I don’t know about you but I’m a bit over the word “upcycling” in interior design. It probably began with good intentions but it’s gotten bumped and bruised along the way with some really heinous examples in the DIY department. Surely there is a better way to indicate the greater good, in the process.
Let’s consider the true definition:
“Upcycling is the process of converting waste materials or useless products into new materials or products of better quality or for better environmental value.”
We all can agree anything providing for a better environmental value is a wonderful thing. I wish more folks who “upcycled” did it for that valiant reason.
Apartment Therapy posted a great article, (click here to read), on why you may want to rethink the whole “wood pallet furniture is a cool thing”. E Coli and Listeria? No thanks! (Moms – Have you ever NOT found something your kids will put in their mouths?) Why use no VOC paints on your walls and then bring in something which off-gases Formaldehyde? (Insert head scratch for allergy sufferers.) I’m not just having a “pick on pallets” day. Mold gets into old upholstery and pieces stored in a barn, well, we know they have had many “visitors”.
(What the DC said! I can’t wait to catch the premier of Downton Abbey. I need my inner countess fix.)
On the other hand, if what you’re considering really brings new life to furnishings or collections - which have a good pedigree and are not fit for the burn pile – then by all means consider it!
(A dressing table is a wonderfully functional piece to place between twin beds or to anchor a corner in a bedroom. I couldn’t pass this one up so it’s waiting for a new finish and a new home. Clients, message me if you’re interested! First dibs before I make the final selection.)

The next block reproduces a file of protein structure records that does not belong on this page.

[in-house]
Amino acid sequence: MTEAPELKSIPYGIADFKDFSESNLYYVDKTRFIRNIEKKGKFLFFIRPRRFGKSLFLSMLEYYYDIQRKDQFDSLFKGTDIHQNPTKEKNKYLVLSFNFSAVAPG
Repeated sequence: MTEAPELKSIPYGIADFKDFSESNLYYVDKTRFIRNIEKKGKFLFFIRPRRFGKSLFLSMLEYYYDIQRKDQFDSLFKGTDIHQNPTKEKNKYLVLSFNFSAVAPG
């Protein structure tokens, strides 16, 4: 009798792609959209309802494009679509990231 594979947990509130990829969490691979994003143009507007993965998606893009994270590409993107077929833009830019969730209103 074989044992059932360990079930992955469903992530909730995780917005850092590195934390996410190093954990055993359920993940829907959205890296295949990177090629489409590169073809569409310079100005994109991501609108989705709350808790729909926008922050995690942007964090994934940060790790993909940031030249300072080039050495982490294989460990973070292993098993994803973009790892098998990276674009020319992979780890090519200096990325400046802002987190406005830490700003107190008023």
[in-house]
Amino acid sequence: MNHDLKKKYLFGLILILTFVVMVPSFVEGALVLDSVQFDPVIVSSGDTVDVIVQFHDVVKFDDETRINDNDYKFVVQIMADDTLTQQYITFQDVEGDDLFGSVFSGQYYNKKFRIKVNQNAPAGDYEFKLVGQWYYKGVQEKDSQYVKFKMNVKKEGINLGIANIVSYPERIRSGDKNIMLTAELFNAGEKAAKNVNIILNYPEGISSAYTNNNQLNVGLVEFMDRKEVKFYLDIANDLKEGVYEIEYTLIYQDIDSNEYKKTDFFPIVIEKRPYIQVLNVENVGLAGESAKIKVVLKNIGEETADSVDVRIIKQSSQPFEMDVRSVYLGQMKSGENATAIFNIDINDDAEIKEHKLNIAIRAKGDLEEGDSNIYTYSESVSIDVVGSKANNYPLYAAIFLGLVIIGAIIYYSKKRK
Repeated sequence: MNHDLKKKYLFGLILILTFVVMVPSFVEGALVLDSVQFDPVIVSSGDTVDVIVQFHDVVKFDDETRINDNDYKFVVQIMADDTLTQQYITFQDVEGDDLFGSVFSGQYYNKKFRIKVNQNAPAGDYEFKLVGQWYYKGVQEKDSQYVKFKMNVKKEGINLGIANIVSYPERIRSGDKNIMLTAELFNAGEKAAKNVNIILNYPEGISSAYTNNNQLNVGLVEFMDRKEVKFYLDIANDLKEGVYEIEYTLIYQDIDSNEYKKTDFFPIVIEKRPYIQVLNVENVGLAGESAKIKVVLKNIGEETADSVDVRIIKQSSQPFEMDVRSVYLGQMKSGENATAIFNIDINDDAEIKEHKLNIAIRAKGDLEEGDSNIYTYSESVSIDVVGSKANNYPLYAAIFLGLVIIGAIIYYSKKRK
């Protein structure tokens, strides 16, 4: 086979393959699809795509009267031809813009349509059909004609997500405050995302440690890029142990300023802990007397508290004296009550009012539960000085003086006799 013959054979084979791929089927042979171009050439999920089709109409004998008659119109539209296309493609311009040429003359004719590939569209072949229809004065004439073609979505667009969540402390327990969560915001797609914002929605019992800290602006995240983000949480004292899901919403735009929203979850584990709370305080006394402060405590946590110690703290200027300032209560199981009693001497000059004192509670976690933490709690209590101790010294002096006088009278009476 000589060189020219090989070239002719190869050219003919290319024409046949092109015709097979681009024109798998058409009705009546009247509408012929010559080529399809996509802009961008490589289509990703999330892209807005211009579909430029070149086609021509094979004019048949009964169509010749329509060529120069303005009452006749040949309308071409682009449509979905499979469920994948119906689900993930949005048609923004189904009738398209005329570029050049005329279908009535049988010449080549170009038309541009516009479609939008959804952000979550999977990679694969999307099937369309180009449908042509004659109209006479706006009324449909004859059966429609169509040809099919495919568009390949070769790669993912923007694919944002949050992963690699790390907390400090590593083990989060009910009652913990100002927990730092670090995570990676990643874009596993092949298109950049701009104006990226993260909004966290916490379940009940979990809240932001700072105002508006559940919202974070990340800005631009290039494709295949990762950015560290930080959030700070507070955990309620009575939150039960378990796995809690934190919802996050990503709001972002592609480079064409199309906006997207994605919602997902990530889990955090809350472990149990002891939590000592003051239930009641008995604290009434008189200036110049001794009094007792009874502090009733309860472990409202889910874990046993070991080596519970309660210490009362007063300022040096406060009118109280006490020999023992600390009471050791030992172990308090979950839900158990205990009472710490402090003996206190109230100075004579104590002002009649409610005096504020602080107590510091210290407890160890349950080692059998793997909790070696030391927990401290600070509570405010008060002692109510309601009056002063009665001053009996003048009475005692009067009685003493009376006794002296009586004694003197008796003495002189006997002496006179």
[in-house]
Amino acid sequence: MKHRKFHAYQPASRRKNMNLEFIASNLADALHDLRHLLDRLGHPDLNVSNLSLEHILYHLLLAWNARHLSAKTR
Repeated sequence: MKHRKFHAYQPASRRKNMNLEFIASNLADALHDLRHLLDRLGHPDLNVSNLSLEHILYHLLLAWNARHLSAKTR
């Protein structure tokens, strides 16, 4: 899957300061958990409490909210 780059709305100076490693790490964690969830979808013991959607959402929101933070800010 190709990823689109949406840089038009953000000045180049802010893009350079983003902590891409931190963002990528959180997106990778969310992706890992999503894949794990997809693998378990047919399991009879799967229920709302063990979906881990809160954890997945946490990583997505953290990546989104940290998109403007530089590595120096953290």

(In some instances, a patina is already intact and it requires no tweaking. Just a sealer and then adding a custom embellishment like this hand-painted monogram to the fabric.)
When I’m sourcing for one-of-a-kind, legacy pieces, they have to undergo a strict inspection for many different criteria. Once they’ve passed muster, the next decision will be how they’ll be finished. In the instance of casegoods, it will be determined if a stained finish or a painted finish is to be applied and by which skilled finisher. Slapping on paint, with runs, splatters or streaks from a bad brushing technique, does not a fine furniture piece make. And why on earth go through the process for something that will “make do”? It will eventually end up in the landfill as a disposable object and then the whole pretense of “upcycling” will be revealed.
If the intent is to get out cheap, then that’s usually what you’ll have as your end result. I don’t choose existing pieces with the idea of designing on a dime, even though in today’s market, some of the earlier renditions would be more costly to recreate.
For example. I just priced out redoing some wing chairs for a client who had been gifted them from a stately home. They are needing to be reupholstered and the inner workings will need some assistance but overall, they are fabulous! We’ll be using a Thibaut fabric and the total of each finished chair will be in the neighborhood of $1,400 per chairs. No, not $200 each, but if I had to source the same chair through the original maker and COM the same fabric, we would probably be at $1,800 to $2,400 each, easily. And then there would be shipping and handling, etc. to add to that. The chairs are going to be placed in a room she uses daily, so function and beauty, without a doubt, are going to have meet our criteria.
Back to the word I so long to change. There has to be a shorter way to describe all of this. I guess repurposing is a bit better; although, I long for something different. Something with panache!
I wonder . . . . what would the Dowager Countess say?
All my best! ~ Wanda
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